Five Things To Improve Your Ren Faire Outfit

So you've been coming to Faire for a while, and you've decided that you'd like to wear something more historical than what you have. You spent a lot of money on your outfit. You can't just throw it all out and buy new stuff! Is there anything you can do? Yup! Here's five little things you can do to improve your outfit today. 1) Wear a cap Most women didn't go around with their hair uncovered. Even upper class women had their hair specially dressed and coiffed. Common women typically wore white linen caps to keep their hair clean and tidy. Find a white linen cap or coif at one of the merchants and tuck all your hair up into it. If you can't find a white linen cap, a white piece of linen wrapped around your head "do-rag" style is acceptable too. 2) Cover your shoulders This one is really two. Number one: pull your chemise sleeves up so they cover your shoulders. The "off-shouder" look wasn't done in the 16th century. Number two: wear a partlet or shoulder cape to cover your chest and shoulders. A simple rectangle of white linen pinned at the throat will not only make your outfit more historically accurate, it will also protect your skin from sunburn. No more red triangles! 3) Untuck your skirts Wearing a skirt tucked up into your belt isn't period-appropriate. Women in the 16th century wore theirs hanging normally. 4) Change your boots for shoes Boots were worn more for function that fashion in the 16th century. If you're not riding a horse, you probably shouldn't be wearing boots. Luckily the shoes from this time period looked very much like "China flats" or canvas slippers. Pick up a pair for a few dollars at your local thrift store. 5) Unhook your tankard People didn't go to 16th century taverns with their own personal tankard on their belts. The tavern provided drinking vessels. If you really feel the need to carry your own tankard with you, tuck it into a pouch and suspend that from your belt or put it in a basket and carry it.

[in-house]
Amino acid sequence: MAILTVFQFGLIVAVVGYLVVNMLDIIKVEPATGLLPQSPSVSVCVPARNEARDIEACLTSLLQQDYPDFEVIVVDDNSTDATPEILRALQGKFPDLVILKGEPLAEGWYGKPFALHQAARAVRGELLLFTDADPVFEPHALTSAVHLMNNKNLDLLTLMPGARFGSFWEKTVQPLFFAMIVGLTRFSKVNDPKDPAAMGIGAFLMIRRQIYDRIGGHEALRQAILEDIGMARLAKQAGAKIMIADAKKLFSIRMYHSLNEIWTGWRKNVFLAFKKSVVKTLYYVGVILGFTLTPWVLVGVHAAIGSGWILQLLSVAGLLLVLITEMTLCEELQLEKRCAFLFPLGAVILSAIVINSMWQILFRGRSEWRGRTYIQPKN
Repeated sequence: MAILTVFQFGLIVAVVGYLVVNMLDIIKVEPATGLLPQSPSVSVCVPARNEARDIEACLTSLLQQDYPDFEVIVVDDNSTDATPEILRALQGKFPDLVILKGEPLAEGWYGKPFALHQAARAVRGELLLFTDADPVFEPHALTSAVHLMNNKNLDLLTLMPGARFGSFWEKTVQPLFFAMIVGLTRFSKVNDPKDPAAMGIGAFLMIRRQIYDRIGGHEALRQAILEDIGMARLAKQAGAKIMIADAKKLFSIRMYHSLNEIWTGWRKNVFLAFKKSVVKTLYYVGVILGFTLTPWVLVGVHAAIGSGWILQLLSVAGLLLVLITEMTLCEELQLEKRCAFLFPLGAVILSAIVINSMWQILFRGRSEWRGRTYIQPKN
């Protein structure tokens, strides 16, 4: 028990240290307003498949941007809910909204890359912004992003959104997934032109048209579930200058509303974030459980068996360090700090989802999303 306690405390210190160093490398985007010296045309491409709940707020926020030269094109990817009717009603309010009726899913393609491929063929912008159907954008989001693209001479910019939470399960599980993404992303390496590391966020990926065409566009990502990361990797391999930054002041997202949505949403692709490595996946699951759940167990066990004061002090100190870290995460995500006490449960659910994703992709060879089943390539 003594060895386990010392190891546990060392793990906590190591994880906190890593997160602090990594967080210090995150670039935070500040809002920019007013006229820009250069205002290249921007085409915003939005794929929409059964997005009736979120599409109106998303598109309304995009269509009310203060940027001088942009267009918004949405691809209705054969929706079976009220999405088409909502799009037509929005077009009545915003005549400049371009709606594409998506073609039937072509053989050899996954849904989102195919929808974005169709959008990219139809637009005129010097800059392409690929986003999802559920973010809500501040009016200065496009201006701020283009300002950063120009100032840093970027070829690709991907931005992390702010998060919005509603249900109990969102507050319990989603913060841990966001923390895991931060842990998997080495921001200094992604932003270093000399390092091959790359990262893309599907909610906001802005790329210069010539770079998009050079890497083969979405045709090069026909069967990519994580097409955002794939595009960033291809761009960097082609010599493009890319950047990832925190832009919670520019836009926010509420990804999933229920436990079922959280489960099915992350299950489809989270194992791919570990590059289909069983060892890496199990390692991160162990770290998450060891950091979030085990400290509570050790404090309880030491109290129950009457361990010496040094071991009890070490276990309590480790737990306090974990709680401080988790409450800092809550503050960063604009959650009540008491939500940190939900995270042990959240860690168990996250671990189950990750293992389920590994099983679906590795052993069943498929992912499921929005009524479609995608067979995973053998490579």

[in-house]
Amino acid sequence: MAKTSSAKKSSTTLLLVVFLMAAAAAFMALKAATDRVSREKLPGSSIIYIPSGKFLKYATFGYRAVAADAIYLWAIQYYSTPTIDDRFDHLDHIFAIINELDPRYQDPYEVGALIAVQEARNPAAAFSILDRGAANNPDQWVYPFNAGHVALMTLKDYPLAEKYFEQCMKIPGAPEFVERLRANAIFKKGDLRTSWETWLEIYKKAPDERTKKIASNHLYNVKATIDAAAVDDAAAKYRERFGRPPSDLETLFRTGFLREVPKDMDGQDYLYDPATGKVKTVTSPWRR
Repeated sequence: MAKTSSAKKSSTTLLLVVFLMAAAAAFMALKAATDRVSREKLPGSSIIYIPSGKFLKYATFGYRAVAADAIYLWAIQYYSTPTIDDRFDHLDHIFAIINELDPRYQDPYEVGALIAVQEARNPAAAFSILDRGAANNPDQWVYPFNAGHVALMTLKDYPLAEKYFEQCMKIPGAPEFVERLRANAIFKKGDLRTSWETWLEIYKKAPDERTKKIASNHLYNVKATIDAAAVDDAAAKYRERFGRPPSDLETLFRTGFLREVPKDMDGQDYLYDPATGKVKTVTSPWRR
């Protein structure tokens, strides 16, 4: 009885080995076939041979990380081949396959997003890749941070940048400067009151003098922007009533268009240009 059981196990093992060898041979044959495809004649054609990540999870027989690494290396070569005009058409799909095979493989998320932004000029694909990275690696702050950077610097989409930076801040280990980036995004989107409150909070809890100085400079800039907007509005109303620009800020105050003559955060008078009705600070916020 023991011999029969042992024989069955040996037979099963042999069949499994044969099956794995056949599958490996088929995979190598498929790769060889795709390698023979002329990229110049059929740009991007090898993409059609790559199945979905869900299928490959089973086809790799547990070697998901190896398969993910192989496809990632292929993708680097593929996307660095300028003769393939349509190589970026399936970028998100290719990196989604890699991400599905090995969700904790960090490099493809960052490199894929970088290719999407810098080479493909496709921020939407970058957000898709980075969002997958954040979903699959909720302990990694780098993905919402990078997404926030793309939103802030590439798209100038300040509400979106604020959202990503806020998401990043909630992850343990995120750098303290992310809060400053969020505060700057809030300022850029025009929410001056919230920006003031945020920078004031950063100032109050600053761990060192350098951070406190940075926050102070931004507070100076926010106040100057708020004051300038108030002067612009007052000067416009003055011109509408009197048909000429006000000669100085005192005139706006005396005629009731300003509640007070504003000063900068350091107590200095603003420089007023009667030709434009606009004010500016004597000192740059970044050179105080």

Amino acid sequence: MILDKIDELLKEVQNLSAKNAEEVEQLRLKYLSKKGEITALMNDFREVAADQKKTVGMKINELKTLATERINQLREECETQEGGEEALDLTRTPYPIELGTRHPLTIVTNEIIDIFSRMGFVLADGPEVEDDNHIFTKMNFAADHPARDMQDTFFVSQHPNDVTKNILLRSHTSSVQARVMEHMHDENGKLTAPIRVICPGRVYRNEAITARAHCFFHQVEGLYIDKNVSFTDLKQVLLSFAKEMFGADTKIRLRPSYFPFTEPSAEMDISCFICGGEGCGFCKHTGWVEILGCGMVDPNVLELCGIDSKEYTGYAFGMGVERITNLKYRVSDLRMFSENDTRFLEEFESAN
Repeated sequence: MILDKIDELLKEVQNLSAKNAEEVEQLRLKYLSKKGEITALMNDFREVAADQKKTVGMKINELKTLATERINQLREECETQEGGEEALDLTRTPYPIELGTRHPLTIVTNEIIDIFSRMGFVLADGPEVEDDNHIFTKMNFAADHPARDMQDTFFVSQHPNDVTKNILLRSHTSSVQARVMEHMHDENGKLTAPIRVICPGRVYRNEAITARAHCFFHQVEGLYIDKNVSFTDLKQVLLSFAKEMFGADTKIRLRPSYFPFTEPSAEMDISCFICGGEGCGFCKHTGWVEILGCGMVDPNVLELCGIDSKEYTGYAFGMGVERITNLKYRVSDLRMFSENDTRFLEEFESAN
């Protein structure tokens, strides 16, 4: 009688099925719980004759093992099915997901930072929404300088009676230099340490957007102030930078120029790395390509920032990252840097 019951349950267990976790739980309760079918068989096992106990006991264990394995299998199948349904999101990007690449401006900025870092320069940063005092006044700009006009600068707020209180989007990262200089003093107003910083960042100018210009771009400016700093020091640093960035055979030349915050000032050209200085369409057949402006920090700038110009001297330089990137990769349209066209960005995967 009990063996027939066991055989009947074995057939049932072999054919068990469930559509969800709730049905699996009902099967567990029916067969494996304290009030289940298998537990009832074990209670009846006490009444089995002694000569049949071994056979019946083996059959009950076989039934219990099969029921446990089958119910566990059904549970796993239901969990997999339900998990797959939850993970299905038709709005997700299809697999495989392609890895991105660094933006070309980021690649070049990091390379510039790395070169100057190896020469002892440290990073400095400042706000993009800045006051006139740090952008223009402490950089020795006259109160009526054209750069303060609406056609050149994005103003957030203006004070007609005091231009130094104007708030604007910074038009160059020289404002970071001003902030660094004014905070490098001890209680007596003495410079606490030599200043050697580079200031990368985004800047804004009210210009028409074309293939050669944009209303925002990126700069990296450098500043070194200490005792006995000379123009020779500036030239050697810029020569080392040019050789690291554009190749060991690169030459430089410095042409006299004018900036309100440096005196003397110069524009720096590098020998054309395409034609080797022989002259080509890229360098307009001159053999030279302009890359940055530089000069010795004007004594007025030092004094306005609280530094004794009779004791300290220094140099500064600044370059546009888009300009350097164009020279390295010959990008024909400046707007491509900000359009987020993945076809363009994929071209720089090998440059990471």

Ready for the next step? Buy Tudor and Elizabethan patterns here.